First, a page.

Once we've had an opportunity to pull our resources together and formulate a plan we usually feel confident that we're doing the right things. But when the proverbial bomb is dropped into the middle of the organization its the most effective leaders that will manage in a way that supports every customer group, particularly the employees.

How About You
How do you react when shocking news hits your organization? Do you run and hide...drop an f-bomb...or connect with your team to let them know it's okay? We have plenty of options; which ones do you like best?

I'd love to hear from you.

No Excuses.

pic courtesy of uncanxietyclinic

Thursday, January 19, 2012

"Not It!"

As a child my friends and I played "tag." It was a simple game where one person was "it" and the others ran around trying not to get tagged. If you were caught you were now "it." The game always started the same way, everyone involved shouted out "Not It!" so they could avoid the punishment of being the one.

The punishment of being the one.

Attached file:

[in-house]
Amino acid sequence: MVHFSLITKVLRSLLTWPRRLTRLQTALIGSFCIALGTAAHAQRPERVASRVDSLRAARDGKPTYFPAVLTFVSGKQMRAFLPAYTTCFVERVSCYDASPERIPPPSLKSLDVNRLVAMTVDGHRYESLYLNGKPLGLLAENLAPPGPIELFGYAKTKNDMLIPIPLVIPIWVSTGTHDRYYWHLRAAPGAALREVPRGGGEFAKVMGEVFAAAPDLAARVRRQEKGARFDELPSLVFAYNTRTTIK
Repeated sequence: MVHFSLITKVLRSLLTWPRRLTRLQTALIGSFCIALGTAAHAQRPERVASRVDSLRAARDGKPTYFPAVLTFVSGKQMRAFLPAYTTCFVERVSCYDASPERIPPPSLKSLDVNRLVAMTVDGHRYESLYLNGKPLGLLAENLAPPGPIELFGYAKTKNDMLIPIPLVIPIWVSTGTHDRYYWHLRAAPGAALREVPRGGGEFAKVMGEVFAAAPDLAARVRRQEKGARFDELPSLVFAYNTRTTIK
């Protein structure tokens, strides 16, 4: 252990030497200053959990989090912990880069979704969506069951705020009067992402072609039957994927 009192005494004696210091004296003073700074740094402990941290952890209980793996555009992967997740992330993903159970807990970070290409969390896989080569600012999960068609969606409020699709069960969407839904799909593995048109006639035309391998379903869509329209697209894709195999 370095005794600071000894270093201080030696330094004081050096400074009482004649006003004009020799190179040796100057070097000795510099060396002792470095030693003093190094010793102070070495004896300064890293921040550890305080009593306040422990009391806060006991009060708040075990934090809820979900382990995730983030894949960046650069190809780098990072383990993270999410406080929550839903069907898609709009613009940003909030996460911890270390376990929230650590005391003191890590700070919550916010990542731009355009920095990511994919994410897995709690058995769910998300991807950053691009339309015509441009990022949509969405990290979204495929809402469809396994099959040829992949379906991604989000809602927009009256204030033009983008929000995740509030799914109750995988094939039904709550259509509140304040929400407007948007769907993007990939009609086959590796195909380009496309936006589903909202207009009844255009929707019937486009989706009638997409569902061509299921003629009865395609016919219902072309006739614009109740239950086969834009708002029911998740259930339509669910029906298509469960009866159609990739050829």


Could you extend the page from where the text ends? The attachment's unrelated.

Don't Say It
One of the things that frustrates me is the avoidance strategy many leaders use when it comes time to confront someone. Why is that so difficult? With so many employees watching our behavior, why would we of all groups be quick to figuratively (or literally) shout "Not It!"? What message does that send? It's not a good one my friends.

"If we didn't want to do the difficult work, we never should have accepted the responsibility of a leadership position in the first place. Only handling the easy stuff is a pathetic cop out."

Be The One
The greatest part of leadership roles, to me, is the opportunity to make things better. Whether it is something simple like adjusting an existing process (which isn't always so simple!) to pushing through major cultural changes, it is the leadership that has the authority to make it happen.